To test the basic functions of the developed sensor, an electromotive actuator is used. Figure 3 shows the developed control module. The microcontroller generates different sinus-wave signals. These signals have a frequency between 0 and 20 Hz and the amplitude is variable. This is needed to create a realistic environment for the later application in the incubator. It is possible to generate two superimposed sinus signals but for the following measurements, one pure sinus wave has been used. To generate the sinus signal for the actuator, a graphical user interface is used to parametrize the desired signal. This will create a lookup-table, which will be loaded to the EEPROM of the microcontroller. After that, the signal will be generated by the internal digital analog converter (DAC).
On top of the electromotive actuator a trihedral corner reflector is mounted to represent a single target, see Fig. 4. The used corner reflector has a radar cross section of 1 m2 which represents the surface of a human body, it is calculated as shown in Eq. (1).
a represents the depth of the corner reflector and f represents the carrier frequency of the transmitting patch antenna. Because the radar system is running in FMCW mode, the middle frequency is used ().
3.2 Pneumatic Dummy
In order to prove the correct illumination of the reclining area in a more realistic scenario, a pneumatic infant dummy is used. Fabricated by IEE S.A. Luxemburg and kindly provided to test the radar sensor, the dummy is based on a baby doll with a ballon inside. The ballon is controlled by a pneumatic pump system, with adjustable frequency of the breathing motion. Figure 5 shows both parts of the dummy. As there is one ballon inside of the doll it is expected that only the stomach region is moving as a single target object. This should result in a circle in the complex domain, see Sect. 4.2.
With a periodic and repeatable breathing simulation the reflected signal in the sensor system is measured and evaluated. To test the whole illumination area the dummy is measured on nine different positions in the incubator. Figure 6 shows exemplary the center-center position.
Due to the fact that the target is closer to the sensor than the minimum range resolution, see Eq. (2), the phase response of the RX signal is observed to detect the breathing rate or movement of the actuator.
A linear regression is done at first, to remove the directly coupled transmitting signal from the receiving antennas. Then, the I/Q-signal is composed for all four antennas and the FFT is calculated for all ramps. In the first ramp of each measurement, the range bin where the magnitude is tallest has to be found, this bin will represent the observed target. Figure 7 shows exemplary the acquired time signals and the corresponding FFTs before and after the linear regression. It can be seen that without the linear regression there would be a high risk of miscalculating the correct range bin. Now, for all the following ramps, the phase at the identified frequency bin can be calculated from the FFT values and plotted over the time. With a simple peak detection, the breathing rate can be calculated.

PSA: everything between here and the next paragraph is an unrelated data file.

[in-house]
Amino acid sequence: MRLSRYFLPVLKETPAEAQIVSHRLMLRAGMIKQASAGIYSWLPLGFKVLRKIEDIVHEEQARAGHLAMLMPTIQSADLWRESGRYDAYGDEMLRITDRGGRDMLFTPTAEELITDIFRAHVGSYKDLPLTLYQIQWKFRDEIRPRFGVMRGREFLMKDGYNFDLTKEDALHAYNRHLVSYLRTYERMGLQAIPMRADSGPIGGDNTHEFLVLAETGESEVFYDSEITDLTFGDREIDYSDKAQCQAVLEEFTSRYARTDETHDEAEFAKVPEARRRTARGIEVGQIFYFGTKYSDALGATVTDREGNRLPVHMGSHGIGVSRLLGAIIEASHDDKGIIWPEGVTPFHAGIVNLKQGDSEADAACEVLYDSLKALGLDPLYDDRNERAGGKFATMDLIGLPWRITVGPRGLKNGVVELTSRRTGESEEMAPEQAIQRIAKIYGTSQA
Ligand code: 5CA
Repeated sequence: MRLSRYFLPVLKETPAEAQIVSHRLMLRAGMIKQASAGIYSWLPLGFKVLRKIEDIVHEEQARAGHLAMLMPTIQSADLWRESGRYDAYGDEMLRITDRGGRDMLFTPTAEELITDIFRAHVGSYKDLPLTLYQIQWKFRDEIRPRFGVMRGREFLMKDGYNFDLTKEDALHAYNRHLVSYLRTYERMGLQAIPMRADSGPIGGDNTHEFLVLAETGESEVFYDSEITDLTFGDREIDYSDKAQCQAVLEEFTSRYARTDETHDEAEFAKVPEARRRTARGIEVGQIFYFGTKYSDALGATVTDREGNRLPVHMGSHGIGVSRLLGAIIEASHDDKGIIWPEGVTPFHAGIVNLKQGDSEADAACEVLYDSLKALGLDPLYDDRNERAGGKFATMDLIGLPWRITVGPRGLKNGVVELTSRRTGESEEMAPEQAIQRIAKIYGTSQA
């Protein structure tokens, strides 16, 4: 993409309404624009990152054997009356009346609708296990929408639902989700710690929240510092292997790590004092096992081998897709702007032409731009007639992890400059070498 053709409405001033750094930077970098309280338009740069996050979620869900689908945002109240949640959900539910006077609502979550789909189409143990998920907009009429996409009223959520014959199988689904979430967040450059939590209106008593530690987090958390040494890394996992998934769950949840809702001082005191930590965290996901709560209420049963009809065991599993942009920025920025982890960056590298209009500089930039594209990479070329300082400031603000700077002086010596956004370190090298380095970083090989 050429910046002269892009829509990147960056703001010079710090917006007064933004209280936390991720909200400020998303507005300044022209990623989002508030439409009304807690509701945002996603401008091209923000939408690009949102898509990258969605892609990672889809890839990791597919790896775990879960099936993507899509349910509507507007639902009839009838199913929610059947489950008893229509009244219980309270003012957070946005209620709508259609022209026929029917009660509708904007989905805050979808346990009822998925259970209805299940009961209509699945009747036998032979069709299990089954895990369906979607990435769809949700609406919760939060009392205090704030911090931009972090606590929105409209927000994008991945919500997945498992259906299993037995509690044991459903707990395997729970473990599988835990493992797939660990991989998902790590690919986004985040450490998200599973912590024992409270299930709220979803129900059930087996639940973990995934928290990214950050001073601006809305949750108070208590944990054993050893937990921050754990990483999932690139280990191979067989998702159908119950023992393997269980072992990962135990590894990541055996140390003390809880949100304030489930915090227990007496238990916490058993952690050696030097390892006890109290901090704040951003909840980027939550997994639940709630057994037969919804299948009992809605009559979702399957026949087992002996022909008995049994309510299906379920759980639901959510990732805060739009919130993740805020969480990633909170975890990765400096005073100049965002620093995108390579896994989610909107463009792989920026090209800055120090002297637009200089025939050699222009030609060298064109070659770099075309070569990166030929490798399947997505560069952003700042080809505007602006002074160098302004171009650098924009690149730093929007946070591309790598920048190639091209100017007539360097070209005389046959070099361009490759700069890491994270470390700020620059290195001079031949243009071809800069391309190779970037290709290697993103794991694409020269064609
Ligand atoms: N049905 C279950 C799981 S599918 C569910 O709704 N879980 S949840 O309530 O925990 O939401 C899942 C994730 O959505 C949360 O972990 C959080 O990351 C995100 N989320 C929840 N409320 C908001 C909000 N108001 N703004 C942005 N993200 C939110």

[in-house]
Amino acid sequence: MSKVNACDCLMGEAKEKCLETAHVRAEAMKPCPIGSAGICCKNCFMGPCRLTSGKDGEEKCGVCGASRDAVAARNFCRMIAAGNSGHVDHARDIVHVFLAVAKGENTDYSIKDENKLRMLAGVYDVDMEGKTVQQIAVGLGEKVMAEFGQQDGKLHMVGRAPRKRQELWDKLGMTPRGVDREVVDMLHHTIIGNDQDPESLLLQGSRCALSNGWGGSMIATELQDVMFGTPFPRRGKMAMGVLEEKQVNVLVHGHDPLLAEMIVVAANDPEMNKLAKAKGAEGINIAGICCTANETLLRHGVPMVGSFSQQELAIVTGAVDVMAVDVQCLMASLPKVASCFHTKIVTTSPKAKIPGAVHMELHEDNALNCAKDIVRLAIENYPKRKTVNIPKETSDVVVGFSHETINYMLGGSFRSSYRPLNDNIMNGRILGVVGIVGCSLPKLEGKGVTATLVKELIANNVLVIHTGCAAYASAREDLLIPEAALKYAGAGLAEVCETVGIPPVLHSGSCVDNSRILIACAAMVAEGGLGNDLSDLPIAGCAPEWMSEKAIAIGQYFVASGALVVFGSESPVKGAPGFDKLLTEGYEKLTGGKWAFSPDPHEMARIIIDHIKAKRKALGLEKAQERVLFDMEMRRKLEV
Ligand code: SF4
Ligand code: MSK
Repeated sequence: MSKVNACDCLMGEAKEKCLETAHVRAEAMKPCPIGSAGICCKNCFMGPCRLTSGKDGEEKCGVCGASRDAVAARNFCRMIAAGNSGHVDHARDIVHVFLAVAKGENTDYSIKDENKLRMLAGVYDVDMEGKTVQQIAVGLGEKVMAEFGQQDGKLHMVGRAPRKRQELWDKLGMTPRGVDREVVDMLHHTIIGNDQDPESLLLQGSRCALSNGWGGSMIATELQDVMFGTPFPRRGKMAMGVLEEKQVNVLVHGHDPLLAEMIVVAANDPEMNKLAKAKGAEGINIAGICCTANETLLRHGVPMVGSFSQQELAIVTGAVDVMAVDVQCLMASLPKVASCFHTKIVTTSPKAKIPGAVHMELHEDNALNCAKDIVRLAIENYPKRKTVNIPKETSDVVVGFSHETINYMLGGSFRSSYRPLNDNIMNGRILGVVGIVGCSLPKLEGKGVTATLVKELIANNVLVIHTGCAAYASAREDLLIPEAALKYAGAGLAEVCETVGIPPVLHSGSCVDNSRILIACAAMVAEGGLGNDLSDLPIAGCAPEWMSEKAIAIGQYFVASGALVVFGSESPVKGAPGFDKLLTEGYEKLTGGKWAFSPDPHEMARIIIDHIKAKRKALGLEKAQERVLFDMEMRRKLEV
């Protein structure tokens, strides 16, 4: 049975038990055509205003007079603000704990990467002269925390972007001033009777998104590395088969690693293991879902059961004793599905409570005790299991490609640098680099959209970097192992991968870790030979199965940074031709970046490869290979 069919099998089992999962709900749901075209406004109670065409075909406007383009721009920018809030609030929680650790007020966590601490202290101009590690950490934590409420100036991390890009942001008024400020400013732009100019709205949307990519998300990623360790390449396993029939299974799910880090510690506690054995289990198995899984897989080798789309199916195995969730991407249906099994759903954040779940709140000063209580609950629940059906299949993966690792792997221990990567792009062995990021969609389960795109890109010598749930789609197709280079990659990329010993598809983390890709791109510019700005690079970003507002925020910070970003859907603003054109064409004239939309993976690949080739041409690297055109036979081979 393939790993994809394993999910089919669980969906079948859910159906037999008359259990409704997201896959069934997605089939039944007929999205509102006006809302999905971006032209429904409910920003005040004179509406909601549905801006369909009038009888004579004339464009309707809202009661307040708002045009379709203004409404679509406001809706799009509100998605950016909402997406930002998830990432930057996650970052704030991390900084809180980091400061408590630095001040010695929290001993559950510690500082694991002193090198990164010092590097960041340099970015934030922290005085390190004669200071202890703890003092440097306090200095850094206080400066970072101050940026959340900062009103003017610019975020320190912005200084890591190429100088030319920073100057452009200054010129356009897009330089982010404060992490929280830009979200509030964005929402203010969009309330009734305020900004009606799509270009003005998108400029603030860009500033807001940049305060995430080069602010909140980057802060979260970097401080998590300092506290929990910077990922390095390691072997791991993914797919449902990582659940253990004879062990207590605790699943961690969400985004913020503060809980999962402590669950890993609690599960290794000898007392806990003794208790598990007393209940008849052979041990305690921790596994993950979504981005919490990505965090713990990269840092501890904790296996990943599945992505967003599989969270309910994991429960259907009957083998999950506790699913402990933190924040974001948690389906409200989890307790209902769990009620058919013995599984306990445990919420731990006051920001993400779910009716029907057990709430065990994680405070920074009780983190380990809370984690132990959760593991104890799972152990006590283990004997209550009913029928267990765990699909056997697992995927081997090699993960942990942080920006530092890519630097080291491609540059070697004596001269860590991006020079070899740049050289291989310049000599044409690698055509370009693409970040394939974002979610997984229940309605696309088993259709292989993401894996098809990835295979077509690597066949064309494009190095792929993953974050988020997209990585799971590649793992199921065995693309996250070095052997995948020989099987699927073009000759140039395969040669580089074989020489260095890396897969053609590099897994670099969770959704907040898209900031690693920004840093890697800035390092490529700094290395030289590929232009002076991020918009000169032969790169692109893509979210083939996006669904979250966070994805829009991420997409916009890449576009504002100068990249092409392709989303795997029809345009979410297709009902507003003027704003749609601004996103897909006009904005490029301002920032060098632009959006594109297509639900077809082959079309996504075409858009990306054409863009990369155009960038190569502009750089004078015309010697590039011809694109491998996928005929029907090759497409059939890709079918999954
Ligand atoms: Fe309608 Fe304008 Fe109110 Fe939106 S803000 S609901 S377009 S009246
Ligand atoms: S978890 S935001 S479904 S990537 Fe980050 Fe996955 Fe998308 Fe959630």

4.1 Electromotive actuator
As mentioned in Sect. 3.1 the validation of the sensor system itself is done by using a electromotive actuator with a corner reflector on top. In the first step the patient surface of the incubator is mapped. After the mapping is done the pointer movement in the complex plane can be observed.
4.1.1 Mapping of the incubator
The simulator is driven by a sinus-wave with a frequency of 0.83 Hz (50 min−1) to simulate the breathing. The floor of the incubator is separated in 60 squares, so that the speaker can be placed precisely. Each square is 6 × 6 cm. On the right side, a delimitation of the mattress area exists so that the actuator could not be placed there. The signal-processing mentioned in Sect. 4 is done for each measurement. Figure 8 shows exemplary the results for square G2. It can be seen that with a clear target the phase response is very accurate and the calculated breathing cycle matches with the adjusted one. Square G2 is nearly straight below the radar sensor which is directly in the main beam of the antennas. Figure 9 presents the results for square D6. This square is at the edge of the mattress. It is outside of the region of interest mentioned in Sect. 2. This means that the received power of the antennas is much less than at square G2 before. Also the effective change of the distance between radar sensor and target is less, because at square G2 the actuator moves in the direction of the range axis. At square D6 the axes of movement and range are not the same. This is resulting in less amplitude and clarity in the phase response. As expected, outside of the region of interest the calculation of the movement of the actuator is not possible with the same parameters as before.